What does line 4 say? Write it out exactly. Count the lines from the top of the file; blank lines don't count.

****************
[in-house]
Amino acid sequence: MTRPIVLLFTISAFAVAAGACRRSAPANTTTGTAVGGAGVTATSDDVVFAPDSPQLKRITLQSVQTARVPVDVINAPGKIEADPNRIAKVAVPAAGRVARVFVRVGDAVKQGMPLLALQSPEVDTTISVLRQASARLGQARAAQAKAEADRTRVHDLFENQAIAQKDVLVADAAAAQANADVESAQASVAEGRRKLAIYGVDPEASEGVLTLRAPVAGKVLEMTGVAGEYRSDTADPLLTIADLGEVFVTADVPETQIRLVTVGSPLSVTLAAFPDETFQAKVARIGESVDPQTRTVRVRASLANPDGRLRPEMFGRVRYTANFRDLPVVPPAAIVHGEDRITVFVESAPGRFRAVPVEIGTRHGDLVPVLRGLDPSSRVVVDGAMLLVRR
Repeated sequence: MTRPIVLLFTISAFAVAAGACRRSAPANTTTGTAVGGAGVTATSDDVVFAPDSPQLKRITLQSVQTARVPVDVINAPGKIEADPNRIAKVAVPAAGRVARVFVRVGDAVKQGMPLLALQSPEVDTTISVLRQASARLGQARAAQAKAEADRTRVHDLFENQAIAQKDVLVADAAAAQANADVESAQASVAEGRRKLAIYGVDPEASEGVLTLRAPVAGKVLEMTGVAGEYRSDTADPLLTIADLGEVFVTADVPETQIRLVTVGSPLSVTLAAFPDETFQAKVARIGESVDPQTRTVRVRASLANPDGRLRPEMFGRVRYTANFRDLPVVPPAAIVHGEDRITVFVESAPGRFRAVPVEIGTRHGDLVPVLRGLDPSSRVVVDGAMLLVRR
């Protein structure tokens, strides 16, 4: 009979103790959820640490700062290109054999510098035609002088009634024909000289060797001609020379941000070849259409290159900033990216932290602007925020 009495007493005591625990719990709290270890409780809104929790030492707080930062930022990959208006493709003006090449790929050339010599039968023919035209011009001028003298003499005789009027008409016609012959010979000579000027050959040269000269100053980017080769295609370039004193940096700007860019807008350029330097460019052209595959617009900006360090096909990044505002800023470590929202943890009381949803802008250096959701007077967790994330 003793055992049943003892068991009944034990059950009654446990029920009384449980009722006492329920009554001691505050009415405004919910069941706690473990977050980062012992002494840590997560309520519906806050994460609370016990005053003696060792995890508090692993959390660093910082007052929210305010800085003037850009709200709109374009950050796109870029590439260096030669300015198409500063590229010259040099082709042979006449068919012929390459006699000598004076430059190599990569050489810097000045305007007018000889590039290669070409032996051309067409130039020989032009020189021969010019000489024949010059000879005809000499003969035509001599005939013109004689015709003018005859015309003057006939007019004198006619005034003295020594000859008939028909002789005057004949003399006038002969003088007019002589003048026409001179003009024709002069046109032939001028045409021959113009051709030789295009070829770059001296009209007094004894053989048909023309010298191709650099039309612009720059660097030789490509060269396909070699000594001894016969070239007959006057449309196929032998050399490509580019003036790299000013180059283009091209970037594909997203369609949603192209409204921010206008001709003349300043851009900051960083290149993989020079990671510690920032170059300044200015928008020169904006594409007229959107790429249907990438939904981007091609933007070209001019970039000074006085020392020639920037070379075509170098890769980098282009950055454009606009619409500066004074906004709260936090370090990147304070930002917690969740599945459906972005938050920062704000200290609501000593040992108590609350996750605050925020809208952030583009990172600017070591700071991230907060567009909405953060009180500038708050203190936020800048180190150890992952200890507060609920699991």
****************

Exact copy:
């Protein structure tokens, strides 16, 4: 009979103790959820640490700062290109054999510098035609002088009634024909000289060797001609020379941000070849259409290159900033990216932290602007925020 009495007493005591625990719990709290270890409780809104929790030492707080930062930022990959208006493709003006090449790929050339010599039968023919035209011009001028003298003499005789009027008409016609012959010979000579000027050959040269000269100053980017080769295609370039004193940096700007860019807008350029330097460019052209595959617009900006360090096909990044505002800023470590929202943890009381949803802008250096959701007077967790994330 003793055992049943003892068991009944034990059950009654446990029920009384449980009722006492329920009554001691505050009415405004919910069941706690473990977050980062012992002494840590997560309520519906806050994460609370016990005053003696060792995890508090692993959390660093910082007052929210305010800085003037850009709200709109374009950050796109870029590439260096030669300015198409500063590229010259040099082709042979006449068919012929390459006699000598004076430059190599990569050489810097000045305007007018000889590039290669070409032996051309067409130039020989032009020189021969010019000489024949010059000879005809000499003969035509001599005939013109004689015709003018005859015309003057006939007019004198006619005034003295020594000859008939028909002789005057004949003399006038002969003088007019002589003048026409001179003009024709002069046109032939001028045409021959113009051709030789295009070829770059001296009209007094004894053989048909023309010298191709650099039309612009720059660097030789490509060269396909070699000594001894016969070239007959006057449309196929032998050399490509580019003036790299000013180059283009091209970037594909997203369609949603192209409204921010206008001709003349300043851009900051960083290149993989020079990671510690920032170059300044200015928008020169904006594409007229959107790429249907990438939904981007091609933007070209001019970039000074006085020392020639920037070379075509170098890769980098282009950055454009606009619409500066004074906004709260936090370090990147304070930002917690969740599945459906972005938050920062704000200290609501000593040992108590609350996750605050925020809208952030583009990172600017070591700071991230907060567009909405953060009180500038708050203190936020800048180190150890992952200890507060609920699991």